Scottish Water workers are to undertake four days of strike action from Friday in a dispute over pay.
The strike action, from November 10 until November 13, will have “serious implications” for water and sewage services, trade union Unison said.
It means that emergency repairs will not be done, water quality checks will not take place and, if the public report problems with their water supply, sewage or drainage, they will not be dealt with while staff are on strike.
Unison members were balloted last month with 78% voting to take strike action.
The union said that the dispute comes after Scottish Water refused to give its staff a pay rise unless they agree to a new pay and grading proposal that will see the earnings of their lowest paid staff drop by up to £5,000.
It added that the pay and grading proposal has not been negotiated with unions and its “catastrophic implications” are causing anger among staff.
Unison added that the proposals will cause years of wrangling over pay grades and push the lowest paid onto even lower wages and cause significant problems around equality legislation.
Branch secretary for Unison Scottish Water branch, Patricia McArthur said: “Strike action is always a last resort, but Scottish Water managers are imposing a new pay structure with no involvement from staff, which is not acceptable. It is storing up problems for the future.
“It seems that the Scottish Government’s Fair Work and equality commitments don’t matter in our biggest and most precious public asset. We need urgent intervention from the Scottish Government to talk with unions and get meaningful talks started.”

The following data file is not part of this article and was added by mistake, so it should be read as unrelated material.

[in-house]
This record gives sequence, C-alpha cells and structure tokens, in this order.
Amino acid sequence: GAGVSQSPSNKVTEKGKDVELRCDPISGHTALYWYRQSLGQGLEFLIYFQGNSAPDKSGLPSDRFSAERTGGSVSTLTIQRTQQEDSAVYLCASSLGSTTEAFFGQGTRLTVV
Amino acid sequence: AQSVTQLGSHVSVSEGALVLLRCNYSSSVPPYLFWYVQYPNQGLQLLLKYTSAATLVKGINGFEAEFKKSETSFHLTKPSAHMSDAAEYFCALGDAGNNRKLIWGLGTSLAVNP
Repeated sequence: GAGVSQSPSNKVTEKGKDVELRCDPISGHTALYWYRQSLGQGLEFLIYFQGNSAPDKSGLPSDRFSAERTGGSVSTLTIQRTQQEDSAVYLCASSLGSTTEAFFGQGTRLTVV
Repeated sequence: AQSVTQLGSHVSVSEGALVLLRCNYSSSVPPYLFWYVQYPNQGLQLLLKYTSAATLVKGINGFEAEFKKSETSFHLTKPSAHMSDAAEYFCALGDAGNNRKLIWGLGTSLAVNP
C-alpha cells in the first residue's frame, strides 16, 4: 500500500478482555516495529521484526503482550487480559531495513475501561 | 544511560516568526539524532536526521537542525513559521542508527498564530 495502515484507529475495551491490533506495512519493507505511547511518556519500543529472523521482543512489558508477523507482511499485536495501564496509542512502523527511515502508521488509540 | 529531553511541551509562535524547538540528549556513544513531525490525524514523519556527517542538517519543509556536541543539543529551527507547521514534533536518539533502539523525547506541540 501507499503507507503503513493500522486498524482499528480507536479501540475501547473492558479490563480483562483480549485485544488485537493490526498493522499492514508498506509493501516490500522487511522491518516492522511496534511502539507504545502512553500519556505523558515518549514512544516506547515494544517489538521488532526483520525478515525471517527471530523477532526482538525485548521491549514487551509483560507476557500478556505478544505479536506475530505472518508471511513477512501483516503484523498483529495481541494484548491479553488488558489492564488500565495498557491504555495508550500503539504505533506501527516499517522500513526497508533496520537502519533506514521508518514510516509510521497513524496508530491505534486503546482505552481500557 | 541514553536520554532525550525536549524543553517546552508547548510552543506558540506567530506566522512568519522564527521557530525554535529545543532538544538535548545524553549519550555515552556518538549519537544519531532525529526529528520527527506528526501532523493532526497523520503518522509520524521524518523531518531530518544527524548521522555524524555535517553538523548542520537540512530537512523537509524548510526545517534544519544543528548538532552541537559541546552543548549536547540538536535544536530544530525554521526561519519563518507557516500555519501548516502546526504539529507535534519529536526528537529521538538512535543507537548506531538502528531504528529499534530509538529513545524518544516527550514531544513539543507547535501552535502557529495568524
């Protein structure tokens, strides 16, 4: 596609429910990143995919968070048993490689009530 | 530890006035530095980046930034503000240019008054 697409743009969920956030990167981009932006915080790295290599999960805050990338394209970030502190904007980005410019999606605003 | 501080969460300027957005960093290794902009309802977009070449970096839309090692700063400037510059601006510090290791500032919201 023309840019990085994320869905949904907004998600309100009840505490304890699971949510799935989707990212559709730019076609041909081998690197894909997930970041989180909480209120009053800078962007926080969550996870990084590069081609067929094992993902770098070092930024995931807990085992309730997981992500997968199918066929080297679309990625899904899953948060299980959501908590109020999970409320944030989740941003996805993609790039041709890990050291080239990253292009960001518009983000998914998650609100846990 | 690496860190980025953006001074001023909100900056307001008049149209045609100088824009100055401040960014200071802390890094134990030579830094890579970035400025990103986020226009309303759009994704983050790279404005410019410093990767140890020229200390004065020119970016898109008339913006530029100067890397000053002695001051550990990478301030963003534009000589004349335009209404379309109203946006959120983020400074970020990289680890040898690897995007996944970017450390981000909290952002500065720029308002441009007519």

The union’s regional organiser Emma Phillips added: “Scottish Water truly are a rogue employer. Our strong ballot result shows the strength of feeling among our members, who have overwhelmingly rejected the employer’s slap dash proposals.
“Despite this, Scottish Water are insisting they are still going to implement the changes to employment contracts and pay structures.
“Scottish Water is ripping up the Government’s fair work and equality guidance and it’s just not good enough – our members deserve better.
“If the Scottish Government don’t intervene, then they have been warned that they are storing up problems over pay structures and future equal pay. Re-grading has to be done properly with the full involvement of staff and unions.”
Scottish Water said it has plans in place to protect essential services for customers.
Scottish Water chief operating officer Peter Farrer said: “We regret that the unions have decided to take industrial action. Scottish Water remains committed to reaching an agreement with our unions that avoids industrial action. This has been the case throughout the negotiations over the proposal to modernise a 21-year-old pay and grading structure and provide employees with an in-year award of at least 8% for all.
“We will do all we can to ensure customers do not experience any disruption to their water supplies and that treatment of the country’s waste water continues as usual, despite the industrial action.
“We are dismayed the unions have taken this course of action over what, at 8% or more for all, is an exceptional proposal for our people and one of the best in the public sector.
Customer service general manager Kevin Roy added: “It is essential we can continue to provide customers with the high standard of service they have come to expect from Scottish Water. We have looked in detail at how our vast range of activities might be impacted by this action and have put measures in place to minimise any disruption.
“Among the work we are doing ahead of the strikes is the development of the Scottish Water website to provide customers with information on how we will be continuing to support their essential services.”
The Scottish Government have been contacted for comment.
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